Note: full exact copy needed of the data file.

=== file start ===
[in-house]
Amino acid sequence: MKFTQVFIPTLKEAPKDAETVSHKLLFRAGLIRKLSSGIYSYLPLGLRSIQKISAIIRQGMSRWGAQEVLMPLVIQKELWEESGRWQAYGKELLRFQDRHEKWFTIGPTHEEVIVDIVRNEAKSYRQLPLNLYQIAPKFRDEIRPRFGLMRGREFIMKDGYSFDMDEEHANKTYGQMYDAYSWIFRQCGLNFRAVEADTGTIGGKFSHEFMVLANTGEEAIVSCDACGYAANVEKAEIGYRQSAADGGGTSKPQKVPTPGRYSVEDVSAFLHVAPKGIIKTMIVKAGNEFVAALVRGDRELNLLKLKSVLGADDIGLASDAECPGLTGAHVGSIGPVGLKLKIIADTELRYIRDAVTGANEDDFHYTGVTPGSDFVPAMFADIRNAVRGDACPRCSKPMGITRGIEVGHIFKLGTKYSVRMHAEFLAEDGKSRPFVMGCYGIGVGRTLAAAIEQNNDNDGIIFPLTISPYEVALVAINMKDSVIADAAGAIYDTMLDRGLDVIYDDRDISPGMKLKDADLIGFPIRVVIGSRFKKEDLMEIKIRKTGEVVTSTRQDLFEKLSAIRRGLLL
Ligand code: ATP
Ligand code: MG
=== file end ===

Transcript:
[in-house]
Amino acid sequence: MKFTQVFIPTLKEAPKDAETVSHKLLFRAGLIRKLSSGIYSYLPLGLRSIQKISAIIRQGMSRWGAQEVLMPLVIQKELWEESGRWQAYGKELLRFQDRHEKWFTIGPTHEEVIVDIVRNEAKSYRQLPLNLYQIAPKFRDEIRPRFGLMRGREFIMKDGYSFDMDEEHANKTYGQMYDAYSWIFRQCGLNFRAVEADTGTIGGKFSHEFMVLANTGEEAIVSCDACGYAANVEKAEIGYRQSAADGGGTSKPQKVPTPGRYSVEDVSAFLHVAPKGIIKTMIVKAGNEFVAALVRGDRELNLLKLKSVLGADDIGLASDAECPGLTGAHVGSIGPVGLKLKIIADTELRYIRDAVTGANEDDFHYTGVTPGSDFVPAMFADIRNAVRGDACPRCSKPMGITRGIEVGHIFKLGTKYSVRMHAEFLAEDGKSRPFVMGCYGIGVGRTLAAAIEQNNDNDGIIFPLTISPYEVALVAINMKDSVIADAAGAIYDTMLDRGLDVIYDDRDISPGMKLKDADLIGFPIRVVIGSRFKKEDLMEIKIRKTGEVVTSTRQDLFEKLSAIRRGLLL
Ligand code: ATP
Ligand code: MG